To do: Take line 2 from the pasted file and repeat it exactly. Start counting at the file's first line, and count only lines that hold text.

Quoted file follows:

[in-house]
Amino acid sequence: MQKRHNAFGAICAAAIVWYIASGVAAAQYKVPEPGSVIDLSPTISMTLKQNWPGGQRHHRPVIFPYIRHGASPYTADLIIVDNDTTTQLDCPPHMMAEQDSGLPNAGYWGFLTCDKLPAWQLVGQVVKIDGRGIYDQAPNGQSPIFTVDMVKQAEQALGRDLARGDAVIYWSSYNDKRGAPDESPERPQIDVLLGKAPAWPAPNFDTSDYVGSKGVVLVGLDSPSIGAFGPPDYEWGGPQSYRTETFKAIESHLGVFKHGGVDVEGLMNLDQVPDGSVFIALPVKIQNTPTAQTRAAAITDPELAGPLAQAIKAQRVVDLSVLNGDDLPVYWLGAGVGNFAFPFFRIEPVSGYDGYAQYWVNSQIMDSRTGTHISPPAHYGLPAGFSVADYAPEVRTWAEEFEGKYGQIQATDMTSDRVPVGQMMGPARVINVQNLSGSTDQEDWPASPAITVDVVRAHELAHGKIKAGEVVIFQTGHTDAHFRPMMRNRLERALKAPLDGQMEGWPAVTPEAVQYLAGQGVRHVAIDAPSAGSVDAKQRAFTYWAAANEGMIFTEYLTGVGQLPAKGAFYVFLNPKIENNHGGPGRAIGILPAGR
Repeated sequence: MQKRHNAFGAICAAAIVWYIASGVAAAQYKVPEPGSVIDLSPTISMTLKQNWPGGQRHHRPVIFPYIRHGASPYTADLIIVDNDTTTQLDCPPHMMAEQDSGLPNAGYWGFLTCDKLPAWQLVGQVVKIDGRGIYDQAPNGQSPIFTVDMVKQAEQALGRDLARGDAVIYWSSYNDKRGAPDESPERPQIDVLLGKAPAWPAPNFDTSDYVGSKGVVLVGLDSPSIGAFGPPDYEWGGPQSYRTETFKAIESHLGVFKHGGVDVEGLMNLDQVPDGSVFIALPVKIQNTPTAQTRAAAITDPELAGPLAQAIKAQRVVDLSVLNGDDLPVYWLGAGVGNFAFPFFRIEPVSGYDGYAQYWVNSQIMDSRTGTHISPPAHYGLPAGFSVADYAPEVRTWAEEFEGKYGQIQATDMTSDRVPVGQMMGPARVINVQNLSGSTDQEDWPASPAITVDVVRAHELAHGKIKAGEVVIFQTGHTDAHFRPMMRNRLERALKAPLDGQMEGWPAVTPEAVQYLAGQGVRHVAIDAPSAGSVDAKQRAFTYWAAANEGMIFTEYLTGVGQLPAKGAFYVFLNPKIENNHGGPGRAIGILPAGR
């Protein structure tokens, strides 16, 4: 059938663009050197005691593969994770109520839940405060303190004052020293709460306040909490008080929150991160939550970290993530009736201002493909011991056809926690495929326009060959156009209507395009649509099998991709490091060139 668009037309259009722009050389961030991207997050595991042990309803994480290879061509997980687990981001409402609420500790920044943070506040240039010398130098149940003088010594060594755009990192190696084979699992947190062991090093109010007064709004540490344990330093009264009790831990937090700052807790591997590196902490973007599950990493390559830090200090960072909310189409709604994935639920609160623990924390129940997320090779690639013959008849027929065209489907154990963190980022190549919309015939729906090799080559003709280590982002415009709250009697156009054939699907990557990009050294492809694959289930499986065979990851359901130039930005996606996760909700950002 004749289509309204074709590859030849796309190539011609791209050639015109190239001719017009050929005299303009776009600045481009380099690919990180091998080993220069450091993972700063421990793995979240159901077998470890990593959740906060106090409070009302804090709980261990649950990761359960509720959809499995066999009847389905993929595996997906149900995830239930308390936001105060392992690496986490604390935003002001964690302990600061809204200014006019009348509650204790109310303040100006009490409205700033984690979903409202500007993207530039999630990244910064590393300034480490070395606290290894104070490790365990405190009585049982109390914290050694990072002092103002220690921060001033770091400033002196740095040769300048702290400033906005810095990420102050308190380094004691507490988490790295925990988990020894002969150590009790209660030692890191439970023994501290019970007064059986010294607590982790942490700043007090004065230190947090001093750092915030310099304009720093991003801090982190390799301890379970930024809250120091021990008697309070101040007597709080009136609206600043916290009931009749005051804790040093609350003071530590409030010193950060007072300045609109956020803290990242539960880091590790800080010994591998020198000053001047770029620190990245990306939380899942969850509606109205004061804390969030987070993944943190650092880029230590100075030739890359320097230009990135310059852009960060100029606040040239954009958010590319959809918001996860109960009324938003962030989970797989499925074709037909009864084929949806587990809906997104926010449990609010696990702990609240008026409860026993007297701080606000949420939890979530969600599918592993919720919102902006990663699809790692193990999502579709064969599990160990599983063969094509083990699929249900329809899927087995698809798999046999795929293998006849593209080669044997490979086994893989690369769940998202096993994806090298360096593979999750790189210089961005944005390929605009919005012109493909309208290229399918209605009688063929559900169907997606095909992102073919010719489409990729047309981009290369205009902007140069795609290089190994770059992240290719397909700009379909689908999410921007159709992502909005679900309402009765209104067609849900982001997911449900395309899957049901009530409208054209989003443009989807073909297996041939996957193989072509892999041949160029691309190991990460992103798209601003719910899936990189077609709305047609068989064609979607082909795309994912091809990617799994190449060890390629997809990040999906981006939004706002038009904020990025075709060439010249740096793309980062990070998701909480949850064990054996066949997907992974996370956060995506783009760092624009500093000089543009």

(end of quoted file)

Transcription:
Amino acid sequence: MQKRHNAFGAICAAAIVWYIASGVAAAQYKVPEPGSVIDLSPTISMTLKQNWPGGQRHHRPVIFPYIRHGASPYTADLIIVDNDTTTQLDCPPHMMAEQDSGLPNAGYWGFLTCDKLPAWQLVGQVVKIDGRGIYDQAPNGQSPIFTVDMVKQAEQALGRDLARGDAVIYWSSYNDKRGAPDESPERPQIDVLLGKAPAWPAPNFDTSDYVGSKGVVLVGLDSPSIGAFGPPDYEWGGPQSYRTETFKAIESHLGVFKHGGVDVEGLMNLDQVPDGSVFIALPVKIQNTPTAQTRAAAITDPELAGPLAQAIKAQRVVDLSVLNGDDLPVYWLGAGVGNFAFPFFRIEPVSGYDGYAQYWVNSQIMDSRTGTHISPPAHYGLPAGFSVADYAPEVRTWAEEFEGKYGQIQATDMTSDRVPVGQMMGPARVINVQNLSGSTDQEDWPASPAITVDVVRAHELAHGKIKAGEVVIFQTGHTDAHFRPMMRNRLERALKAPLDGQMEGWPAVTPEAVQYLAGQGVRHVAIDAPSAGSVDAKQRAFTYWAAANEGMIFTEYLTGVGQLPAKGAFYVFLNPKIENNHGGPGRAIGILPAGR